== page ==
Take as an example the fully-submersible vessel discovered by the Colombian Navy, aided by the US Drug Enforcement Agency (DEA), in an artisan boatyard on Colombia’s Cucurrupi River, in the Chocó area. This submarine was more than 12 metres long and it was powered by an electric motor, making it hard to detect with underwater listening devices when it’s underway, while its low surface profile would make it hard to spot with radar, sonar or with binoculars. It would not have been cheap, which goes to show the wealth of the traffickers. The vessel would have been capable of carrying 6 tonnes of cocaine with a street value of $120-million (€102-million).
The vessel was far larger than other previously discovered ‘narcosubs’, as the DEA has dubbed them; other examples have only had the capacity carry a quarter as much.
In December, an American warship intercepted one of the smaller, more common subs in the Eastern Pacific. Rather than a fully submersible vessel, the one intercepted by USS Gabrielle Giffords last December, operating with a detachment of US Coast Guards aboard, was what’s called a ‘low-profile vessel’ (LPV). Its low freeboard (the distance between the waterline and the main deck or weather deck of a ship or between the water level and the upper edge of the side of a small boat) means that its profile above the water is small enough to escape notice by law enforcement officers, although not on this occasion, of course. According to US Naval Institute News on 14 December 2020, “This is a mass-produced design which has been seen many times before. In fact, it is at least the 19th of this exact model reported since 2017.
It was built from roughly crafted fibreglass and is powered by three of the ubiquitous Yamaha Enduro 2-stroke outboard motors.” Not so sophisticated, then, nor anything like as quiet, but clearly being pumped out in great numbers in clandestine boat-building yards to service the narcotics gangs. The crew sleep in the cargo hold, lying on the cocaine bales. Halfway towards the bow, the central tunnel that serves as access, as well as providing an additional place to stash cargo, then leads into the main cargo hold, in front of which are more fuel tanks. According to the US Navy, the interior of the subs is usually cramped, smelly, unhygienic and claustrophobic, but despite this the drugs cartels never have difficulty recruiting crews. In this particular incident, the 3-man crew was arrested and the cargo – 2,810 kilos of cocaine – was seized. The cocaine, in one kilo bricks, was wrapped in plastic sacks to make the bales. It had a street value of more than $100-million (€85-million).
The US Navy and Coastguard believe that the size of the cargo, which was much larger than usual, shows that the drug trafficking gangs are trusting the submarines with larger cargoes. The massive sub found in Colombia by the Colombian Navy was, after all, powered by an electric engine and carrying 10 tonnes of batteries to give it a considerable range in virtual silence. It’s been hypothesized that the reason for the larger loads is not just greed (although that undoubtedly plays a part) but is the result of the COVID-19 pandemic, which is seriously disrupting other traditional routes, such as commercial flights and shipping. For those of a nautical mind, the subs feature a fully enclosed cylindrical hull with a hexagonally-shaped viewing port to aid navigation and four dive planes to allow it to submerge when threatened with discovery. Almost all of the subs also have satellite navigation capacity and long-range HF-SSB radio communication equipment. The very informative Blue Seas website for dedicated mariners describes the facility like this: “The Marine MF/HF-SSB radio is a combined transmitter and receiver much like your VHF. The primary difference between the two is the frequency ranges that they operate in. Typically Marine MF/HF-SSB radios operate in the frequency range of 1.6 MHz to 30 MHz. Probably, the most important concept here is that: ‘They allow the operator to select a frequency based on atmospheric conditions to establish communications over varying distances.’” For the curious, HF-SSB stands for ‘high frequency – single side band’.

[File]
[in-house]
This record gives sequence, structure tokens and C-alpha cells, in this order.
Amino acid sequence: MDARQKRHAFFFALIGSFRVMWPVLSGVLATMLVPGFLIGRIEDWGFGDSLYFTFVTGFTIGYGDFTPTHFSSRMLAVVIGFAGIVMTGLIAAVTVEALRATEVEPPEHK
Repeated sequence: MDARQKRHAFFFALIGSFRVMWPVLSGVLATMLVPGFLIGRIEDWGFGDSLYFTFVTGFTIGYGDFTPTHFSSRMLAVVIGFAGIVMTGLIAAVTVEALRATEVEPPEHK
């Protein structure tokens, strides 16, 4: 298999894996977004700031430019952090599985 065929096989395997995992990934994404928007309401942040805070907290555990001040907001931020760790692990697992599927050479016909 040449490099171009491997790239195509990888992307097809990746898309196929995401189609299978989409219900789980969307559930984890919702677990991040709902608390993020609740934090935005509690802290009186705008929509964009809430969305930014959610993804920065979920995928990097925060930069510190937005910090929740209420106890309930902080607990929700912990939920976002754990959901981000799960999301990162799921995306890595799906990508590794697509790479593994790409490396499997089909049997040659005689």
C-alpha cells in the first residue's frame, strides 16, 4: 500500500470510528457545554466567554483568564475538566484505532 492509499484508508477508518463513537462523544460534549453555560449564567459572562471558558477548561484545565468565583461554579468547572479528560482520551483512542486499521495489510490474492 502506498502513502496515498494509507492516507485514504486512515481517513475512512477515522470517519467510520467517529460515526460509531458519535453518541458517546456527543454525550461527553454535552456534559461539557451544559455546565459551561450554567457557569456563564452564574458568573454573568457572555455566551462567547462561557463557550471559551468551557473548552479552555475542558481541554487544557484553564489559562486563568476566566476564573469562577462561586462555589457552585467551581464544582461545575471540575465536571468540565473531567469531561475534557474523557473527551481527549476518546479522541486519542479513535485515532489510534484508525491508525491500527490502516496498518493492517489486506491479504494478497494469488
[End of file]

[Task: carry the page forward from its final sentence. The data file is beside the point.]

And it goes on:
Now that they have become almost the only fairly reliable means of transporting narcotics from their origins to their markets, the subs are carrying more and more. They must be worth paying for, from the traffickers’ point of view: the one captured in Colombia had enough battery power to let its silent electric engines run for 12 hours at up to 3 knots, enough to travel up to 36 nautical miles, depending on conditions, so it was more likely to be seen as a link between a larger cargo vessel and the shore. Its building cost has been estimated at $1.5-million (€1.27-million), but the largest load of cocaine found by the crew of a US Coast Guard cutter on board a semi-submersible was 7.7 tonnes, which would be worth around €131-million on the streets, making the cost of construction look insignificant. The United States authorities believe that most of the subs cost anything up to $2-million (€1.7-million) to build, but a single trip carrying cocaine can generate more than $100-million (€85-million) in profits if it gets through. Most of them do.